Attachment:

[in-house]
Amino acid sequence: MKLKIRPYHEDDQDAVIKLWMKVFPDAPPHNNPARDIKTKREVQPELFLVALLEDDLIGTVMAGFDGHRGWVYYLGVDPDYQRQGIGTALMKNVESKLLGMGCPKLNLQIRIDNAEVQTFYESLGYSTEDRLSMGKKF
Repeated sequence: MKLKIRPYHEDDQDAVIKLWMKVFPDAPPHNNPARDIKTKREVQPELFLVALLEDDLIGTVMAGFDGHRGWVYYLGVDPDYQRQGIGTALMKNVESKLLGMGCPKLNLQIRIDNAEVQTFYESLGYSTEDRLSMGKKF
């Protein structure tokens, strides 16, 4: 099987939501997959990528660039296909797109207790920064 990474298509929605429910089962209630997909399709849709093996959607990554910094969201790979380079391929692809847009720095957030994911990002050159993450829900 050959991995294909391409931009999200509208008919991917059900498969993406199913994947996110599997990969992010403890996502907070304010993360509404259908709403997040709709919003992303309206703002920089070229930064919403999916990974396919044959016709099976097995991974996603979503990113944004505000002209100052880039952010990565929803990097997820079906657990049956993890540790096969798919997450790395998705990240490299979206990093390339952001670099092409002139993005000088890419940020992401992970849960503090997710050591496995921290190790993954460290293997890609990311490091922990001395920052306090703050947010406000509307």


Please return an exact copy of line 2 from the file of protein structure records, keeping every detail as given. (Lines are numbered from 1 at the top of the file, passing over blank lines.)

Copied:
Amino acid sequence: MKLKIRPYHEDDQDAVIKLWMKVFPDAPPHNNPARDIKTKREVQPELFLVALLEDDLIGTVMAGFDGHRGWVYYLGVDPDYQRQGIGTALMKNVESKLLGMGCPKLNLQIRIDNAEVQTFYESLGYSTEDRLSMGKKF